OneFootball's new id adapts to the rhythm of the sport
Football had been put on hold for months as the coronavirus pandemic spread worldwide. Just in time for the lifting of the locks and the restart of the leagues, the Berlin-based soccer app OneFootball reveals a fresh look developed by DesignStudio, which is intended to capture the spirit of its Gen Z target group.
DesignStudio teamed up with Insights and strategy consultant Crowd DNA to unpack OneFootball's audience and decode their rituals, passions and preferences.
"(OneFootball) needed a brand that adapted to Generation Z," explains Vinay Mistry, Design Director at DesignStudio. "Generation Z is a generation of contrasts: they are constantly adapting, they are constantly changing and football is actually very similar. The rhythm of the game is also constantly changing. It made us think that there are actually some nice synergies there – can we define a personality for OneFootball that represents that? "
The old OneFootball logo
The focus of the project was the creation of a new logo. When examining the existing logo, the design team determined that it resembled the pictograms developed for the 1972 Olympic Games in Munich, and was of the opinion that it was too similar to the WhatsApp logo.
However, the team did not completely scrap the old logo. Instead, they disassembled it into its most important parts – legs and soccer ball – and transformed these elements into a new graphic that forms a number one and a soccer ball in relation to the brand name. The new design is immediately more contemporary, also because it eliminates the gender-specific implications of the old logo.
The visual language and tone of voice were constructed according to the concept of a “Vibesmith” who knows how to exaggerate a lot. "This" Vibesmith "- OneFootball – are the people who understand the mood. They set the tone and generate enthusiasm before the game, after the game, during the game," explains Mistry.
The team wanted to create an identity that is adaptable and can be used to transmit big events like goals or messages, but also to convey quieter moments. The key to this was the development of a generator that produces bespoke graphics created by DesignStudio and the interactive studio Artificial Rome.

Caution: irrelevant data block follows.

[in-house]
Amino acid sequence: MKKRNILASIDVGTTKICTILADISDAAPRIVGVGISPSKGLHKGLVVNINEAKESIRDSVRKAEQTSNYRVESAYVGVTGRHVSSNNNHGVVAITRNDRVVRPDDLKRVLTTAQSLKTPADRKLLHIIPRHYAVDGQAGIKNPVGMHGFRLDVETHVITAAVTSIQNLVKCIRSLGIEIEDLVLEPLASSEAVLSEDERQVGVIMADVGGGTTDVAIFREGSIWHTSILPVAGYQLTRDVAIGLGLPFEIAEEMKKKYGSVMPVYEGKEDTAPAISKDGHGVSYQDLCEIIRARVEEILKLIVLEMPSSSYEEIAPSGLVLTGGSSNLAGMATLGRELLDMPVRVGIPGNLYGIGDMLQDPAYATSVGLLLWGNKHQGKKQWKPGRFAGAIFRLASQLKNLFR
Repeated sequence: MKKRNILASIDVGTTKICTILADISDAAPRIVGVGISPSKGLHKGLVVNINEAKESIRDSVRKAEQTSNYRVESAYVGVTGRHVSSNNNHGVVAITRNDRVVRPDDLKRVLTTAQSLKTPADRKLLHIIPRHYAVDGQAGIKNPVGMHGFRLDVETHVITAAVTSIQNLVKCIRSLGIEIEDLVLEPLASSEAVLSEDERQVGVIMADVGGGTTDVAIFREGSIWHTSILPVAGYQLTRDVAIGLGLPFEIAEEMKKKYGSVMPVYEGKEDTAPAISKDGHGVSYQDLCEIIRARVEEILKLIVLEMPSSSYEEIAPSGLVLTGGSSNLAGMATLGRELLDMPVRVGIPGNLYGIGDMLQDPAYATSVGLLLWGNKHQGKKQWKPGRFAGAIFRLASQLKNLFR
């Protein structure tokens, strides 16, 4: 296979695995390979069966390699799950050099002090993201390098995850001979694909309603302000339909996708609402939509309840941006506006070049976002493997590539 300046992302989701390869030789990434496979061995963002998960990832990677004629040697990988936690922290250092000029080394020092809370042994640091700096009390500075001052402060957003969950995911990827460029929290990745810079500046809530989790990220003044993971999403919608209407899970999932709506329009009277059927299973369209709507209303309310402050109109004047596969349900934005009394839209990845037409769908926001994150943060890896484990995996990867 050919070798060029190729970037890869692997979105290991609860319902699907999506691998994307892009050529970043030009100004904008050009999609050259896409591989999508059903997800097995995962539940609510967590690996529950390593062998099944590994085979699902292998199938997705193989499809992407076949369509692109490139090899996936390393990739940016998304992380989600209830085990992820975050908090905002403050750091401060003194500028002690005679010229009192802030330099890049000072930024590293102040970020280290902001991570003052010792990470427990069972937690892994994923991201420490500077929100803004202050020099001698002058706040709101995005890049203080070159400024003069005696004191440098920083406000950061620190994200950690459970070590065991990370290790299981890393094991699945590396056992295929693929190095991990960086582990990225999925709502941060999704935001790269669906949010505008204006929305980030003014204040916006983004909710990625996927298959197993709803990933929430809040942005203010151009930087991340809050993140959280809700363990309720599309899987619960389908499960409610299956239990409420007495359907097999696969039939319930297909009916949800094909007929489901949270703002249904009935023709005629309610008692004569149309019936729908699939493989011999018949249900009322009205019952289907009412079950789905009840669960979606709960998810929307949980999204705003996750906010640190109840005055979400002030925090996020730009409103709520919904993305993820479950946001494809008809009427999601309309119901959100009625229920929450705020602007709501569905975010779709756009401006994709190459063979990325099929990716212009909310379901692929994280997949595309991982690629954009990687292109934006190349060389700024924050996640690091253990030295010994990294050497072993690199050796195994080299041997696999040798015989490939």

The generator picks up inputs – a logo, pattern, photo, or type – that can be transformed by rotating, multiplying, or changing the color. The resulting image can then be enhanced by changing the character and animation style based on a sliding scale or “hype dial” that changes from fracture, neutral to flux.
"Fracture gets a little more nervous, it's a little more tense, it's a little bit more nail-biting. Neutral is obviously the super calm, it's what it is. And then Flux is a bit more wavy, it's a little more solemn, it flows more," explains Mistry .
"This generator actually creates every single image you see in OneFootball," he adds. "Every single pattern you have, the typography, if it starts to move or shows any interference, everything comes from this one generator." The tool instantly expands OneFootball's visual language, with a result that feels really dynamic with little effort.
The redesign starts simultaneously with the return of the leagues in Europe, which fans around the world have been looking forward to for months. While the Premier League and its peers have started again, the effects of Covid-19 can still be felt, in the empty stadiums and in the artificial crowd sounds. The situation is not lost at OneFootball, which has adapted its new range of goods accordingly. "They actually sent me a OneFootball face mask a few weeks ago," says Mistry. "It has gone from carrier bags to face masks!"